Sunday, September 14, 2008

Sulpicius Severus, Life of St. Martin 22


(1)Frequently, the devil, while he was trying to deceive the saint with a thousand stratagems to harm him, used to attack him in plain view in very different appearances. Sometimes, he used to appear transformed into the appearance of Jove; many times as Mercury; often even in the appearance of Venus and Minerva. Against them, Martin, although terrified, used to protect himself with the sign of the cross and the help of prayer. (2) Many conversations were over-heard in which a crowd of demons scolded the saint with their insistent voices, but knowing that all these things were false and useless, the saint wasn't moved by their opposition. (3) Some of the brothers even bear witness that they heard a demon cursing Martin with insistent words (asking) why he had received back some of the brothers inside the monastery, who had abandoned their baptismal vows through different errors, after they had repented. He set out the crimes of each of them. (4) Martin, contending with the devil, answered back constantly that the old sins were cleansed by the conversion to a better life and that, through the mercy of the Lord, those who ceased sinning were absolved of their sins. Against the devil who said that criminals had not right to grace and that there could be no clemency from the Lord for those who lapse even once, Martin is reported to have shouted out these words: (5) "If you, miserable one, would cease from the pursuit of men and repent of your deeds either now or when the day of judgement is near, I am truly confident in the Lord Jesus Christ, (and) I would promise His mercy." O what a holy boldness in his dutifulness for the Lord, in which although he was not able to take on the authority, he showed his feelings. (6) Since this conversation about the devil and his schemes arose, it did not seem beside the point, albeit not concerning Martin directly, to report what was done because there is some portion of virtue in Martin and a worthy deed was entrusted rightly to the miracle of memory as a cautionary example, if some such thing should happen somewhere a second time.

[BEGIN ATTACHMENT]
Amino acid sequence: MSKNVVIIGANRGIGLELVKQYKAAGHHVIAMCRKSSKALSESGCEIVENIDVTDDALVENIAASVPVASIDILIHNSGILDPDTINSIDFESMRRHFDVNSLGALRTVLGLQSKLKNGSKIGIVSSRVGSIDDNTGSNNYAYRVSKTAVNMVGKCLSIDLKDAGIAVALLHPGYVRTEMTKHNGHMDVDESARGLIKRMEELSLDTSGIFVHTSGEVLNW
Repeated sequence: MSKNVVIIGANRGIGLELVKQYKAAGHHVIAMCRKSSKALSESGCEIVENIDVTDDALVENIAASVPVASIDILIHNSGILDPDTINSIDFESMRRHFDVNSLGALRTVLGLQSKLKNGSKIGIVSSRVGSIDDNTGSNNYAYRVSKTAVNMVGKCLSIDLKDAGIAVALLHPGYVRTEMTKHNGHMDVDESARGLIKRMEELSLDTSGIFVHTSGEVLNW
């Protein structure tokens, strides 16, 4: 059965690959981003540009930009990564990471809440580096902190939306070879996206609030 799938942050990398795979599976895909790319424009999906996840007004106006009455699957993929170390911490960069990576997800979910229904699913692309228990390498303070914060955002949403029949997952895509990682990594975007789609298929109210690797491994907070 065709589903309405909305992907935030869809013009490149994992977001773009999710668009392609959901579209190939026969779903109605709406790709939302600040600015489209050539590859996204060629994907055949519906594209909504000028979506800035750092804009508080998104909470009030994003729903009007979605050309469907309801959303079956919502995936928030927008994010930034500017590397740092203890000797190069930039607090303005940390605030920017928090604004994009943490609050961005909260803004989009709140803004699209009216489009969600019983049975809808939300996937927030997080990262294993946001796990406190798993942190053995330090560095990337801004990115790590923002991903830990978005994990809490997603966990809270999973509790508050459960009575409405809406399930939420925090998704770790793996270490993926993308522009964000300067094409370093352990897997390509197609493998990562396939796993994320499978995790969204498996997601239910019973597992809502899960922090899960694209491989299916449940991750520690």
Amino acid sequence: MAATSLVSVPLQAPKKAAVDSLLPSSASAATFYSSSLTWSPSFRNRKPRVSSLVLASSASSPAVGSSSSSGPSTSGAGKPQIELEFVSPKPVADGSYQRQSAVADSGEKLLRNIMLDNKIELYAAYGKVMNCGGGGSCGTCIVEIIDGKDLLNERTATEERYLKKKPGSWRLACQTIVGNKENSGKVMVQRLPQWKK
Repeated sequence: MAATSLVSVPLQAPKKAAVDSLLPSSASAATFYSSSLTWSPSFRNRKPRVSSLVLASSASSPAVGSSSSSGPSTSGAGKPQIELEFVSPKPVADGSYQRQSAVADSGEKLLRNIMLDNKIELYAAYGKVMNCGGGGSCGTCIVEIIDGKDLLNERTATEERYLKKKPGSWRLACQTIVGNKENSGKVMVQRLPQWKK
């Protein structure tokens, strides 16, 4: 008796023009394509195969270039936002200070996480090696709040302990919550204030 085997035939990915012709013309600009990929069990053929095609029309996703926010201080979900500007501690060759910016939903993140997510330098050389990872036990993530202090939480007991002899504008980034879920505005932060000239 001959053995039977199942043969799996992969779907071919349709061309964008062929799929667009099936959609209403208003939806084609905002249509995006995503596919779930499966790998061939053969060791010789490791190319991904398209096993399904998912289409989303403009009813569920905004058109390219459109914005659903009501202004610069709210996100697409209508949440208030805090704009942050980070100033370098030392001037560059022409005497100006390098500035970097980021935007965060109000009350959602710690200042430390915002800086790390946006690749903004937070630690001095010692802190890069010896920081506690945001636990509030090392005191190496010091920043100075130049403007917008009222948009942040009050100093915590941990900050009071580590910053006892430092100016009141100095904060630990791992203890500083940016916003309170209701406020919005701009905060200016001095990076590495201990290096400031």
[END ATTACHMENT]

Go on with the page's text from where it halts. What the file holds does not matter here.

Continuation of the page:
In many ways, this section represents a high point of St. Martin's dealings with the devil as well as a striking section on St. Martin's attitude about repentance and conversion. This is spiritual warfare in its truest sense: St. Martin is contending directly and openly against the devil himself, after the conventional distracting deceptions. This is, of course, intended to imitate Jesus' own matching of wits against the devil after his baptism, but this contest has a rather different feeling and one that I think should be seen in the context of St. Martin's reputation for gentle remedies for sin as opposed to overly rigourous ones. The tone of grace is strong in this passage which is among the more comforting in this Life.